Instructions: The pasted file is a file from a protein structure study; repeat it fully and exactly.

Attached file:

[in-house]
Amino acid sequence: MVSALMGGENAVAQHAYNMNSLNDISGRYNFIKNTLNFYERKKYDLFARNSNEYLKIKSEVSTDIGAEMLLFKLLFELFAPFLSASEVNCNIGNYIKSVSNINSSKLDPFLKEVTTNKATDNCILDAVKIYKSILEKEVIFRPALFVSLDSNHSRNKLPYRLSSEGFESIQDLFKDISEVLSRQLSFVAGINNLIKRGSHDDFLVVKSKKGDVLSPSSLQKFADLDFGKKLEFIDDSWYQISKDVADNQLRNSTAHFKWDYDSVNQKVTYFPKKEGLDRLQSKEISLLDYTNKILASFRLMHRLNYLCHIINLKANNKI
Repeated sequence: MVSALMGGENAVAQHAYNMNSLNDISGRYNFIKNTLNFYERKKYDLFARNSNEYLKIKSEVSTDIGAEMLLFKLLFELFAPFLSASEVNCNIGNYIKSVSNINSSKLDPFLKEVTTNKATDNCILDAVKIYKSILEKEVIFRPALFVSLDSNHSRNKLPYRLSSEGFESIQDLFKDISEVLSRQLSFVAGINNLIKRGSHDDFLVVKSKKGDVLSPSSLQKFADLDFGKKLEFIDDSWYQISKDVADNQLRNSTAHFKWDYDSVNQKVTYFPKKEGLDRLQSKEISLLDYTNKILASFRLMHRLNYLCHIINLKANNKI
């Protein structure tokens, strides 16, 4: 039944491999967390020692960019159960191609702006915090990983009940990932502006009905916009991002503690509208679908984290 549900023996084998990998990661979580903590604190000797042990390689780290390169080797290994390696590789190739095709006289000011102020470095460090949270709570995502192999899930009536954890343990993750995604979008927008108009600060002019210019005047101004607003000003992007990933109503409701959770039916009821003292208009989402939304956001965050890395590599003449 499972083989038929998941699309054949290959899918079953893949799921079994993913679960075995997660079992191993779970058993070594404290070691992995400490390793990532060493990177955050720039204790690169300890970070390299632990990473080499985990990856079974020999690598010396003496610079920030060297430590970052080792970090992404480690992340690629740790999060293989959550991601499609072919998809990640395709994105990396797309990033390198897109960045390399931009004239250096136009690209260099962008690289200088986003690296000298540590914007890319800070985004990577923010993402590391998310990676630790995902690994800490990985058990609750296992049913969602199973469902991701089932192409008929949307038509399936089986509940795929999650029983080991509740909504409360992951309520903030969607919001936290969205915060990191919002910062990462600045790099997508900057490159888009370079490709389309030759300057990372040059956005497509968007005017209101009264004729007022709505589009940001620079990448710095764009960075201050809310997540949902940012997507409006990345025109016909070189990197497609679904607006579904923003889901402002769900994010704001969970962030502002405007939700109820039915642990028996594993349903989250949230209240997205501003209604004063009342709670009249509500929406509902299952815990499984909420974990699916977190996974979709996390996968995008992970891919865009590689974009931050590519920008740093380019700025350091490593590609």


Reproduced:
[in-house]
Amino acid sequence: MVSALMGGENAVAQHAYNMNSLNDISGRYNFIKNTLNFYERKKYDLFARNSNEYLKIKSEVSTDIGAEMLLFKLLFELFAPFLSASEVNCNIGNYIKSVSNINSSKLDPFLKEVTTNKATDNCILDAVKIYKSILEKEVIFRPALFVSLDSNHSRNKLPYRLSSEGFESIQDLFKDISEVLSRQLSFVAGINNLIKRGSHDDFLVVKSKKGDVLSPSSLQKFADLDFGKKLEFIDDSWYQISKDVADNQLRNSTAHFKWDYDSVNQKVTYFPKKEGLDRLQSKEISLLDYTNKILASFRLMHRLNYLCHIINLKANNKI
Repeated sequence: MVSALMGGENAVAQHAYNMNSLNDISGRYNFIKNTLNFYERKKYDLFARNSNEYLKIKSEVSTDIGAEMLLFKLLFELFAPFLSASEVNCNIGNYIKSVSNINSSKLDPFLKEVTTNKATDNCILDAVKIYKSILEKEVIFRPALFVSLDSNHSRNKLPYRLSSEGFESIQDLFKDISEVLSRQLSFVAGINNLIKRGSHDDFLVVKSKKGDVLSPSSLQKFADLDFGKKLEFIDDSWYQISKDVADNQLRNSTAHFKWDYDSVNQKVTYFPKKEGLDRLQSKEISLLDYTNKILASFRLMHRLNYLCHIINLKANNKI
């Protein structure tokens, strides 16, 4: 039944491999967390020692960019159960191609702006915090990983009940990932502006009905916009991002503690509208679908984290 549900023996084998990998990661979580903590604190000797042990390689780290390169080797290994390696590789190739095709006289000011102020470095460090949270709570995502192999899930009536954890343990993750995604979008927008108009600060002019210019005047101004607003000003992007990933109503409701959770039916009821003292208009989402939304956001965050890395590599003449 499972083989038929998941699309054949290959899918079953893949799921079994993913679960075995997660079992191993779970058993070594404290070691992995400490390793990532060493990177955050720039204790690169300890970070390299632990990473080499985990990856079974020999690598010396003496610079920030060297430590970052080792970090992404480690992340690629740790999060293989959550991601499609072919998809990640395709994105990396797309990033390198897109960045390399931009004239250096136009690209260099962008690289200088986003690296000298540590914007890319800070985004990577923010993402590391998310990676630790995902690994800490990985058990609750296992049913969602199973469902991701089932192409008929949307038509399936089986509940795929999650029983080991509740909504409360992951309520903030969607919001936290969205915060990191919002910062990462600045790099997508900057490159888009370079490709389309030759300057990372040059956005497509968007005017209101009264004729007022709505589009940001620079990448710095764009960075201050809310997540949902940012997507409006990345025109016909070189990197497609679904607006579904923003889901402002769900994010704001969970962030502002405007939700109820039915642990028996594993349903989250949230209240997205501003209604004063009342709670009249509500929406509902299952815990499984909420974990699916977190996974979709996390996968995008992970891919865009590689974009931050590519920008740093380019700025350091490593590609």